Conservation Lands

Protecting New Hampshire's landscapes has been the driving force behind the Forest Society since it began in 1901. Our land conservation ethic is deeply rooted in protecting the state's most important landscapes while promoting the wise use of its renewable natural resources. Maintaining this balance has made the Forest Society one of the most effective land conservation organizations in the country, partnering with public agencies, communities, and private landowners to protect over one million acres in our first century.

The members of the Commission to Develop a Land Conservation Plan have been appointed.  Representing the New Hampshire conservation community will be David Patrick of the Nature Conservancy, Matt Leahy of the Society for the Protection of New Hampshire Forests and Jeanie McIntyre of the Upper Valley Land Trust.  The full commission roster will be:

NH Land Conservation Commission Study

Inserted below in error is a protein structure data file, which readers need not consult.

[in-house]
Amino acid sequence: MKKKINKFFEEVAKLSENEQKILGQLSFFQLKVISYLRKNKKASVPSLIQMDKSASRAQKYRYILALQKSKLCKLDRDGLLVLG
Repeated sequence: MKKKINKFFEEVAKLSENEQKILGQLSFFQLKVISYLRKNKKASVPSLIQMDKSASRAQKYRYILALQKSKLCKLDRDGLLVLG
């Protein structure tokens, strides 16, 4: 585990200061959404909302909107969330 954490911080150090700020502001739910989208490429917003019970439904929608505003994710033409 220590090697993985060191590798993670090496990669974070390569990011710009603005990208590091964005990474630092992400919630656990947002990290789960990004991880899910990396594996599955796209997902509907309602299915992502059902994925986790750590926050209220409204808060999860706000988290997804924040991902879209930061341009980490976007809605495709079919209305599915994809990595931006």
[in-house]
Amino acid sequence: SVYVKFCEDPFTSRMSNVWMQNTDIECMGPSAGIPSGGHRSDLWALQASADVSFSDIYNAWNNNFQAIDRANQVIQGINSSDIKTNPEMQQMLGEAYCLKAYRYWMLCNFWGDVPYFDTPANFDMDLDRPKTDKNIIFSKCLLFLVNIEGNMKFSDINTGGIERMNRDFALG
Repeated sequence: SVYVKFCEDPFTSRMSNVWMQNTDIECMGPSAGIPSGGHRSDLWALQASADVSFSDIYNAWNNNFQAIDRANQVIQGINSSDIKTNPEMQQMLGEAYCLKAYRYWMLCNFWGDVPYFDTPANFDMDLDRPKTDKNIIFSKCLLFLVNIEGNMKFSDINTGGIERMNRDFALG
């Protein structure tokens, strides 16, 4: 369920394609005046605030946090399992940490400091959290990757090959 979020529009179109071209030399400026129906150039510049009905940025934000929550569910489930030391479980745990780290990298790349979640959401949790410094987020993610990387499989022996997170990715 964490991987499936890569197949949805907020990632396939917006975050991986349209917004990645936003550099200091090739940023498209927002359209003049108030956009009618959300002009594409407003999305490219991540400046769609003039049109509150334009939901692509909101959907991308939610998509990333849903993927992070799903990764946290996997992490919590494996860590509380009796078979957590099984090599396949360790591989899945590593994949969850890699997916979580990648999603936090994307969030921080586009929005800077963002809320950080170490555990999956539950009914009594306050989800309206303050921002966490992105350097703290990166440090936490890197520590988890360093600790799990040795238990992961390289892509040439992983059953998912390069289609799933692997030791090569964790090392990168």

SB  388

Chapter 259:2, Laws of 2014

An Act establishing a committee  to study  the current status  of land conservation  in New Hampshire and the state's  role in encouraging voluntary protection of land in the future.

FINAL REPORT

Executive Summary

This report is offered by the Society for the Protection of NH Forests and The Nature Conservancy with the purpose of providing baseline information on the status of conserved lands in New Hampshire for consideration by the SB 388 Study Committee.   In addition to surveying the current state of conserved lands, the report provides a summary of strengths and weaknesses of the present portfolio of conserved lands and identifies opportunities and priorities for future land conservation.

Highlights of Findings

This page for advocacy issues related to State Parks, State Forests, WMNF, and Town Forests

In 1885, the New Hampshire Forest Commission reported –

"Instead of cutting only timber that is matured, everything is cut to the size of five or six inches in diameter, and what remains is cut into firewood or burned at once, leaving a dreary waste. In Lancaster, the timber and wood are nearly all gone and the mountains are being stripped to their summits. Originally a dense forest covered our state. This magnificent forest has long since disappeared."